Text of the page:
In January 2019, London-based bank HSBC settled $250 billion worth of forex trading transactions on the FX Everywhere blockchain trading platform, developed by FX Trades, a blockchain firm, in collaboration with Goldman Sachs and Morgan Stanley. Later, in February 2019, the bank reported a major decline in transactions costs, due to the distributed ledger technology.
The HSBC platform is a one-of-a-kind example of blockchain being used by a bank for forex transactions. It certainly shows that blockchain does have application potential for FX.
The distributed ledger technology continues to disrupt industries around the world. By 2021, the blockchain industry is poised to grow to a staggering $2.3 billion worldwide. Apart from finance, other markets like healthcare, supply-chain, digital rights and education are waking up to its advantages in their value chain. Can the FX industry benefit from it too? Let’s find out.
The main elements of the forex industry are banks, corporations, traders, investment funds, brokerages and governments. One of the many ways in which blockchain can benefit the industry is by increasing transparency between these players. The distributed ledger is a secure, reliable and immutable way of securing records, be it currency quotes, transactions, laws and regulations or anything else. The FX industry can have its own decentralised record system, which enhances the availability of information.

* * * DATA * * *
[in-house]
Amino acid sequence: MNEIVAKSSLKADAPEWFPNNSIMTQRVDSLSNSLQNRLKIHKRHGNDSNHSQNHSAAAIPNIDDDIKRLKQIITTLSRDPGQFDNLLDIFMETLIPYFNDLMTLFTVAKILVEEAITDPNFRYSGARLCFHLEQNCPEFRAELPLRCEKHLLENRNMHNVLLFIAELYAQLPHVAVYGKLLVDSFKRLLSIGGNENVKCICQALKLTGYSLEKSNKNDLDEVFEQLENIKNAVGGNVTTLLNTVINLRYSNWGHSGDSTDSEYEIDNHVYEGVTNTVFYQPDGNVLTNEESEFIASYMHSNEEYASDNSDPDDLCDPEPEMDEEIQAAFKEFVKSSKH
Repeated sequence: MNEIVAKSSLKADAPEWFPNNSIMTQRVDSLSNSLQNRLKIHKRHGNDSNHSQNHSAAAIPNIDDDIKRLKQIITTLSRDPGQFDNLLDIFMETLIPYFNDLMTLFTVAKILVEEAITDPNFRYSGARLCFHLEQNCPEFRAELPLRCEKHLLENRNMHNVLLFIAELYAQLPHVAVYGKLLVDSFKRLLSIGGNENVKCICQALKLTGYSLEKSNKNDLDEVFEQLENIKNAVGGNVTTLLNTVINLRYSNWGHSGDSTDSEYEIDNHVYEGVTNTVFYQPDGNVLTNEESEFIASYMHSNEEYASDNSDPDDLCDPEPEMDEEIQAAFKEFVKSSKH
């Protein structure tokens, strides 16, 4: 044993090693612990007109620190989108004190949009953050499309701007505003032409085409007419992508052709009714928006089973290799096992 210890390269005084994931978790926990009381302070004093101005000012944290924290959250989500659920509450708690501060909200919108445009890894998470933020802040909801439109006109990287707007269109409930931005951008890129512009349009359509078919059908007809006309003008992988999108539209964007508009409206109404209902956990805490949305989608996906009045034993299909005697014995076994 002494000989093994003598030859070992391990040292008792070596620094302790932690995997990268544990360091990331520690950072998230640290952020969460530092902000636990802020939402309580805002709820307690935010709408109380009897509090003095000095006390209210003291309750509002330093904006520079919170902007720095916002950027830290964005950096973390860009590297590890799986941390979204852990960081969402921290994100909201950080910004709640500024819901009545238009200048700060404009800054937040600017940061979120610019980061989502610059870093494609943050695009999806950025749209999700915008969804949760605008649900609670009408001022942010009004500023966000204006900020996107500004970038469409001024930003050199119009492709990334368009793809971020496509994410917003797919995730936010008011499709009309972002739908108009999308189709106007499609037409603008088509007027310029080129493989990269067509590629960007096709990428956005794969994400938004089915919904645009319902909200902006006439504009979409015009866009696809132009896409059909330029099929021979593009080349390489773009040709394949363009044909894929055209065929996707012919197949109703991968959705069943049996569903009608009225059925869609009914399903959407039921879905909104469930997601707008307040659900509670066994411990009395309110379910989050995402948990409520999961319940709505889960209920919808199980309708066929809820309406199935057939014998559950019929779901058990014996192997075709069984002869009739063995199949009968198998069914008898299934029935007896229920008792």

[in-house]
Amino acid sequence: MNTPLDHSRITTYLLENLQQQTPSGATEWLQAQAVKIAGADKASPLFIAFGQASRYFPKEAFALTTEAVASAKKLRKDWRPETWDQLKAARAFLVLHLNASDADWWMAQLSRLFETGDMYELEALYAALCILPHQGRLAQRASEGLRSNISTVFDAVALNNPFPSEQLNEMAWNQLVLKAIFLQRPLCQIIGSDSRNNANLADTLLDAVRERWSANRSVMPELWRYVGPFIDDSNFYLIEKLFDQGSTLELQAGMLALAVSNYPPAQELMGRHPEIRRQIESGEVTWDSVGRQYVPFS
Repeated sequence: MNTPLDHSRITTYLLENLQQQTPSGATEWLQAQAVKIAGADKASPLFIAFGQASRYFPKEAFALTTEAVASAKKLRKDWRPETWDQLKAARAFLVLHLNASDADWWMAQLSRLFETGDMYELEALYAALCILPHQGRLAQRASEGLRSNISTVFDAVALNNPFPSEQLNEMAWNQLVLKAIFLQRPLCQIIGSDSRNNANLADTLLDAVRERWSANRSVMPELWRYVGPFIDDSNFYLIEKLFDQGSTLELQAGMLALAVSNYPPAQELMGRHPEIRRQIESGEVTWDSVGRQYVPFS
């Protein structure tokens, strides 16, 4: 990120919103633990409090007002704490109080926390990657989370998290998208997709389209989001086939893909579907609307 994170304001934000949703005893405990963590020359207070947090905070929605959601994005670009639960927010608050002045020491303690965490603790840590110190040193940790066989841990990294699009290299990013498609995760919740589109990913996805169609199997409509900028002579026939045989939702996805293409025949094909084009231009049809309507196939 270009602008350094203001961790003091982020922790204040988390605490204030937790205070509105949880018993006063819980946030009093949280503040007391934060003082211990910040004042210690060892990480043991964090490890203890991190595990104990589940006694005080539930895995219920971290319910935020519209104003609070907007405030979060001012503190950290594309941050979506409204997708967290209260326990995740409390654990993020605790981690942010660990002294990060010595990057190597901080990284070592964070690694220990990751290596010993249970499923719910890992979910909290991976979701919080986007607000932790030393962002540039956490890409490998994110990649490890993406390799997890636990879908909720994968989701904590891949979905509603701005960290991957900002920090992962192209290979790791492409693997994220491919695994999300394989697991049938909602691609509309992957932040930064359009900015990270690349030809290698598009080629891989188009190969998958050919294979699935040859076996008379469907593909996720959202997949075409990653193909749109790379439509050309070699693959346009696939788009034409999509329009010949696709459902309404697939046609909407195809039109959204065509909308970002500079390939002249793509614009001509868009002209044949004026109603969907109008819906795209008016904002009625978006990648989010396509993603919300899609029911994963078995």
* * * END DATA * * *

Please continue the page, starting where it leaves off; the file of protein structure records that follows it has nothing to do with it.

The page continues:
Contrary to popular belief, the currency markets are not decentralised. Prices are decided and maintained by Central Banks, like the US Federal Reserve or the Bank of England. Small corporations and retail traders are kept out of the loop of this system, which means that they do not have control over how currency prices are decided and maintained. With blockchain, big banks could lose their ability to dictate currency prices and cause significant market moves through their trades. All participants will have equal, convenient and real-time access to price information.
We have seen how HSBC has been able to save up on significant transaction costs with blockchain. For years, banks and other financial institutions have been trying to cut down costs related to foreign exchange transactions in a transparent way, the benefits of which, they can pass on to their customers. The World Bank reports that reduction in the cost of cross-border payments alone can save up to $16 billion annually. One of the prominent projects in this area is the Ripple cross-border payment network.
Ripple or XRP is a real-time gross-settlement system remittance network and currency exchange, which facilitates fast payment settlements at minimal costs, to its network of banks and money service businesses. Moreover, the blockchain-based platform allows payments in any currency, including Bitcoin. BLT Group’s Interbit platform, developed in collaboration with Visa, is another example.